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From Kevin Osborn <osbo...@yahoo.com>
Subject Re: access control list
Date Thu, 01 May 2008 17:22:26 GMT
I thought of that method. The problem I was thinking of is that if a new customer is added,
that could potentially cause an update of about 2,000,000 records or so. Fortunately, this
does not happen everyday. It also make indexing a little difficult because I now have to check
permissions on each document.

In this configuration, the acl field could have 900 or so customer IDs.

----- Original Message ----
From: Ken Krugler <kkrugler_lists@transpac.com>
To: solr-user@lucene.apache.org
Sent: Wednesday, April 30, 2008 8:13:57 PM
Subject: Re: access control list

>I have an index of about 3,000,000 products and about 8500 
>customers. Each customers has access to about 50 to about 500,000 of 
>the products.
>
>Our current method was using a bitset in the filter. So, for each 
>customer, they have a bitset in the cache. For each docId that they 
>have access to, the bit is set. This is probably the best 
>performance-wise for searches, but it consumes a lot of memory, 
>especially because each document that they don't have access to also 
>consumes space (a 0). It also is probably the cause of our problems 
>when either these customer access lists (stored in files) or the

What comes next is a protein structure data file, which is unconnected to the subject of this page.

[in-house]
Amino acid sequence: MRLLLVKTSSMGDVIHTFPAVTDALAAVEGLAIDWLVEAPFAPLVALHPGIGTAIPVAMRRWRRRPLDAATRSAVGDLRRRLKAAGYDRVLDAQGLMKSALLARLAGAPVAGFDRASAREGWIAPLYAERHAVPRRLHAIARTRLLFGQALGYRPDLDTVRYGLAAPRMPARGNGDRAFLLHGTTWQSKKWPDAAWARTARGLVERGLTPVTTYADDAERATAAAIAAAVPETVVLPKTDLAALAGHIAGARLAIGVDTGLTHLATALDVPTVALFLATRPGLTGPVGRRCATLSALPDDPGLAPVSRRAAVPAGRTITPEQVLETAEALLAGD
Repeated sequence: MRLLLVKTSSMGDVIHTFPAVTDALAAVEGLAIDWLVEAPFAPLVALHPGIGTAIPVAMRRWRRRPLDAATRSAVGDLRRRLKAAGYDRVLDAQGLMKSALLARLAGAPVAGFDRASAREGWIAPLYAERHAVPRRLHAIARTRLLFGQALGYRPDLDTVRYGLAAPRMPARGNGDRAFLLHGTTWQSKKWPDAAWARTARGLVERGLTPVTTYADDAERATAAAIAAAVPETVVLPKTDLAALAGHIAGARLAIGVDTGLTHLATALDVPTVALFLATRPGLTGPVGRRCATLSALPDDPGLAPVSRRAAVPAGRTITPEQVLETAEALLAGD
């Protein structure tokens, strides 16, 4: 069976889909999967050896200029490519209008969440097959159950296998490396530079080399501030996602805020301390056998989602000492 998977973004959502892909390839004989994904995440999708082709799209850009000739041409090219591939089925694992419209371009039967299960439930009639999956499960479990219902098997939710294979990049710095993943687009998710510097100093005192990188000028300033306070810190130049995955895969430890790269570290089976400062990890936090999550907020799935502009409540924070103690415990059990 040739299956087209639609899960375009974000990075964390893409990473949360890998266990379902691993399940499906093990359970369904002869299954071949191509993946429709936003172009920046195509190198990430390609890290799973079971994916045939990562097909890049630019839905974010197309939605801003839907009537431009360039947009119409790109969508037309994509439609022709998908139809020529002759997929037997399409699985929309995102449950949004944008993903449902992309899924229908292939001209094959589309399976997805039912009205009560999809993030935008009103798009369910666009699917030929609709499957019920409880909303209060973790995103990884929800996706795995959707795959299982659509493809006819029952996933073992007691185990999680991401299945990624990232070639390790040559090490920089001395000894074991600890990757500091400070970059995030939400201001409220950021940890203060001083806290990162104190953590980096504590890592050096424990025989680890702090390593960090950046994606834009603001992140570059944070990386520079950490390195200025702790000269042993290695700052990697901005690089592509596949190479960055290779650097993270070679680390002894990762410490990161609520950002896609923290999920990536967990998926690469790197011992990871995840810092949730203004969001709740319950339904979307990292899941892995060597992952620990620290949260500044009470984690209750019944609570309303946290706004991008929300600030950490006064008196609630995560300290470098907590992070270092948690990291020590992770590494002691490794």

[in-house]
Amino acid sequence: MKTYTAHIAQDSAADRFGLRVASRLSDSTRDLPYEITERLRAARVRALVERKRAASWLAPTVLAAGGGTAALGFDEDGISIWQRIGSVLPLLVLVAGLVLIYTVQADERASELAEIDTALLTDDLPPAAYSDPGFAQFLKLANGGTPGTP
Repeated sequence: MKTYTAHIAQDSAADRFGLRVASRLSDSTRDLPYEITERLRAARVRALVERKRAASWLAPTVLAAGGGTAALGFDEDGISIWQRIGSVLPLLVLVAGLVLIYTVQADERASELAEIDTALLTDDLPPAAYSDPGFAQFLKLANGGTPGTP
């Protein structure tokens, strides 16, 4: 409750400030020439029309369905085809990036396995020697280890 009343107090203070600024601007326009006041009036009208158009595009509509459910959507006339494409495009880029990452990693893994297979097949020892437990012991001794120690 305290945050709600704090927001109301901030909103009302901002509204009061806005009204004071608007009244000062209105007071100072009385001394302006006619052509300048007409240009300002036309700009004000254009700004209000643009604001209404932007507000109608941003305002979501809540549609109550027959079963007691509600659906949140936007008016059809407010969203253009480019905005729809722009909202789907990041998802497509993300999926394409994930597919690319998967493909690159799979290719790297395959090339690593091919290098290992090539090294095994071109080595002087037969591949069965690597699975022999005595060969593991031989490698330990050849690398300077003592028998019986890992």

>index is updated.
>
>Is there a better way to manage access control? I was thinking of 
>storing the user access list as a specific document type in the 
>index. Basically, a single multi-value field. But I'm not quite sure 
>where to go from here.

Another approach is to add an additional "acl" field, where the 
contents of this would be the list of customers ids with access to 
that document.

Then your query is an implicit acl:<customer id> AND (actual query).

No idea if that would work for your case, but we use it to control 
access to source code in our Krugle enterprise product. Though we're 
using LDAP-provided groups (more in line with Mike's suggestion) than 
individual user ids.

-- Ken
-- 
Ken Krugler
Krugle, Inc.
+1 530-210-6378
"If you can't find it, you can't fix it"




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